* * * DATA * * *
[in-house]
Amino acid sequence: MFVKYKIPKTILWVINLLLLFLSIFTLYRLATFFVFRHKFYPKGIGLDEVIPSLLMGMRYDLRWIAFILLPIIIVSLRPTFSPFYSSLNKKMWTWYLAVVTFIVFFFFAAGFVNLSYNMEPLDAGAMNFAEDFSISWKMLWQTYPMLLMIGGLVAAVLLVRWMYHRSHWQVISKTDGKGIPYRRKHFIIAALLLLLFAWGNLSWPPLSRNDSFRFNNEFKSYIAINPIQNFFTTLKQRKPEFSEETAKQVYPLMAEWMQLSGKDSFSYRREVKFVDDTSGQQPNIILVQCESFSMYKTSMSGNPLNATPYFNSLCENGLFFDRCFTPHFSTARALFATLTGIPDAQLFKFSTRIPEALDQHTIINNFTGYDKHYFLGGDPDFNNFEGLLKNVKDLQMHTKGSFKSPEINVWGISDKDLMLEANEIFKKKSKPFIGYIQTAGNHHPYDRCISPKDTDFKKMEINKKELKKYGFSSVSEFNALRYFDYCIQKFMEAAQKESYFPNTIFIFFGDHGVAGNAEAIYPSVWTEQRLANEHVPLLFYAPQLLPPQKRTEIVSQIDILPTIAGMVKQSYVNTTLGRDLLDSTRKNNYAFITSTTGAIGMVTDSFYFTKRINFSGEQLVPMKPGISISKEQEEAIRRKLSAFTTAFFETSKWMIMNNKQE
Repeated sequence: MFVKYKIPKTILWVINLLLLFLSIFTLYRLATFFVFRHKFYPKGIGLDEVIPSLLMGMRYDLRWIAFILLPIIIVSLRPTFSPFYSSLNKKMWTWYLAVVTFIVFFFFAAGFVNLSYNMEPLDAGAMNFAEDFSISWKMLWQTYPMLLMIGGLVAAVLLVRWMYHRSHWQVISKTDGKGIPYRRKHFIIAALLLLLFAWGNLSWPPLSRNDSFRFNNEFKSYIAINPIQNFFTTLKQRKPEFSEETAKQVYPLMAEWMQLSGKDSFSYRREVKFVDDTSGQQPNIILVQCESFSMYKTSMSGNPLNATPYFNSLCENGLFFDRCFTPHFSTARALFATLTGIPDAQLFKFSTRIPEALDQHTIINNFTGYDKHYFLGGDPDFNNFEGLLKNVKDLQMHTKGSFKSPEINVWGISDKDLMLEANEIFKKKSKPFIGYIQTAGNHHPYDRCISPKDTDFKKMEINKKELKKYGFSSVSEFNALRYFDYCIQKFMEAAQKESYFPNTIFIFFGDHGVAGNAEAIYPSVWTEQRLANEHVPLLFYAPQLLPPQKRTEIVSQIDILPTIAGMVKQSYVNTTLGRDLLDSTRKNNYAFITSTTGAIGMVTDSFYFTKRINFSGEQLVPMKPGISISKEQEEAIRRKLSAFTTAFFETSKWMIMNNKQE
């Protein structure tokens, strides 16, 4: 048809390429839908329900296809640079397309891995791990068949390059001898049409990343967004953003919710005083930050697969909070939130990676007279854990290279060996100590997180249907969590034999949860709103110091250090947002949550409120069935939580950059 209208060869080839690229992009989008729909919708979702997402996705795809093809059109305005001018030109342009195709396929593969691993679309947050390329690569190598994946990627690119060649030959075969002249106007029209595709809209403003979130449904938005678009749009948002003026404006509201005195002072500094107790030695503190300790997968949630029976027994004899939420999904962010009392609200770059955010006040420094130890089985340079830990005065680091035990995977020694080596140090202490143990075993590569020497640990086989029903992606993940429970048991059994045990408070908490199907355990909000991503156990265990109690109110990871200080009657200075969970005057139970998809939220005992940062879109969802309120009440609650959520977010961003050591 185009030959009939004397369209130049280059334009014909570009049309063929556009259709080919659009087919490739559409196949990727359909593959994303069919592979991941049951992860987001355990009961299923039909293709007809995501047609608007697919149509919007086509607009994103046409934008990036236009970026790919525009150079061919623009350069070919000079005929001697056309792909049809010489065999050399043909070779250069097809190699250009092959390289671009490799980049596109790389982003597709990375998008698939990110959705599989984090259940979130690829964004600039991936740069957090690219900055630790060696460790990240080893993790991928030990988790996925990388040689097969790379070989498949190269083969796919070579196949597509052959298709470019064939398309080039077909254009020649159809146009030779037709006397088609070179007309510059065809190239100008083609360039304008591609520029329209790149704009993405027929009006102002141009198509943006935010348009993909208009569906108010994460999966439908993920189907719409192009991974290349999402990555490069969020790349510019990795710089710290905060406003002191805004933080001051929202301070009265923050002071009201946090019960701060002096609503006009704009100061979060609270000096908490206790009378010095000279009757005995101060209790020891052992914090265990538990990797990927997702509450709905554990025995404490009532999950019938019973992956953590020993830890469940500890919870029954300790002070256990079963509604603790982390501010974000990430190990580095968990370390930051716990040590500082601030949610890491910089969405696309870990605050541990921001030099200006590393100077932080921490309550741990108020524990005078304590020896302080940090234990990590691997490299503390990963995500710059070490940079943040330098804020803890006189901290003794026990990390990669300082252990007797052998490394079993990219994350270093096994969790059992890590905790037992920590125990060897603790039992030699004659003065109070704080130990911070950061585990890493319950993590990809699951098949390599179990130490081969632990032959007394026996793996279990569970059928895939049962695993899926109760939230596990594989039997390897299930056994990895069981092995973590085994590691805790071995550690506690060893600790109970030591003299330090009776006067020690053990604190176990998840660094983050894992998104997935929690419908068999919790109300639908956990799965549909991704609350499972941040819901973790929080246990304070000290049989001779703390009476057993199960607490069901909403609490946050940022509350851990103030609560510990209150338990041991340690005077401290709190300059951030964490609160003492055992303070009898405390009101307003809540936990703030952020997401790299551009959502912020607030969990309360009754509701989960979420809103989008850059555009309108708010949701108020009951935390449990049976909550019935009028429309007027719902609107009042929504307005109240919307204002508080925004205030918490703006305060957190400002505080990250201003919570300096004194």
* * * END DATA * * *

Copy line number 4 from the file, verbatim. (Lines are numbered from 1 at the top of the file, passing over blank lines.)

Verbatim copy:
């Protein structure tokens, strides 16, 4: 048809390429839908329900296809640079397309891995791990068949390059001898049409990343967004953003919710005083930050697969909070939130990676007279854990290279060996100590997180249907969590034999949860709103110091250090947002949550409120069935939580950059 209208060869080839690229992009989008729909919708979702997402996705795809093809059109305005001018030109342009195709396929593969691993679309947050390329690569190598994946990627690119060649030959075969002249106007029209595709809209403003979130449904938005678009749009948002003026404006509201005195002072500094107790030695503190300790997968949630029976027994004899939420999904962010009392609200770059955010006040420094130890089985340079830990005065680091035990995977020694080596140090202490143990075993590569020497640990086989029903992606993940429970048991059994045990408070908490199907355990909000991503156990265990109690109110990871200080009657200075969970005057139970998809939220005992940062879109969802309120009440609650959520977010961003050591 185009030959009939004397369209130049280059334009014909570009049309063929556009259709080919659009087919490739559409196949990727359909593959994303069919592979991941049951992860987001355990009961299923039909293709007809995501047609608007697919149509919007086509607009994103046409934008990036236009970026790919525009150079061919623009350069070919000079005929001697056309792909049809010489065999050399043909070779250069097809190699250009092959390289671009490799980049596109790389982003597709990375998008698939990110959705599989984090259940979130690829964004600039991936740069957090690219900055630790060696460790990240080893993790991928030990988790996925990388040689097969790379070989498949190269083969796919070579196949597509052959298709470019064939398309080039077909254009020649159809146009030779037709006397088609070179007309510059065809190239100008083609360039304008591609520029329209790149704009993405027929009006102002141009198509943006935010348009993909208009569906108010994460999966439908993920189907719409192009991974290349999402990555490069969020790349510019990795710089710290905060406003002191805004933080001051929202301070009265923050002071009201946090019960701060002096609503006009704009100061979060609270000096908490206790009378010095000279009757005995101060209790020891052992914090265990538990990797990927997702509450709905554990025995404490009532999950019938019973992956953590020993830890469940500890919870029954300790002070256990079963509604603790982390501010974000990430190990580095968990370390930051716990040590500082601030949610890491910089969405696309870990605050541990921001030099200006590393100077932080921490309550741990108020524990005078304590020896302080940090234990990590691997490299503390990963995500710059070490940079943040330098804020803890006189901290003794026990990390990669300082252990007797052998490394079993990219994350270093096994969790059992890590905790037992920590125990060897603790039992030699004659003065109070704080130990911070950061585990890493319950993590990809699951098949390599179990130490081969632990032959007394026996793996279990569970059928895939049962695993899926109760939230596990594989039997390897299930056994990895069981092995973590085994590691805790071995550690506690060893600790109970030591003299330090009776006067020690053990604190176990998840660094983050894992998104997935929690419908068999919790109300639908956990799965549909991704609350499972941040819901973790929080246990304070000290049989001779703390009476057993199960607490069901909403609490946050940022509350851990103030609560510990209150338990041991340690005077401290709190300059951030964490609160003492055992303070009898405390009101307003809540936990703030952020997401790299551009959502912020607030969990309360009754509701989960979420809103989008850059555009309108708010949701108020009951935390449990049976909550019935009028429309007027719902609107009042929504307005109240919307204002508080925004205030918490703006305060957190400002505080990250201003919570300096004194």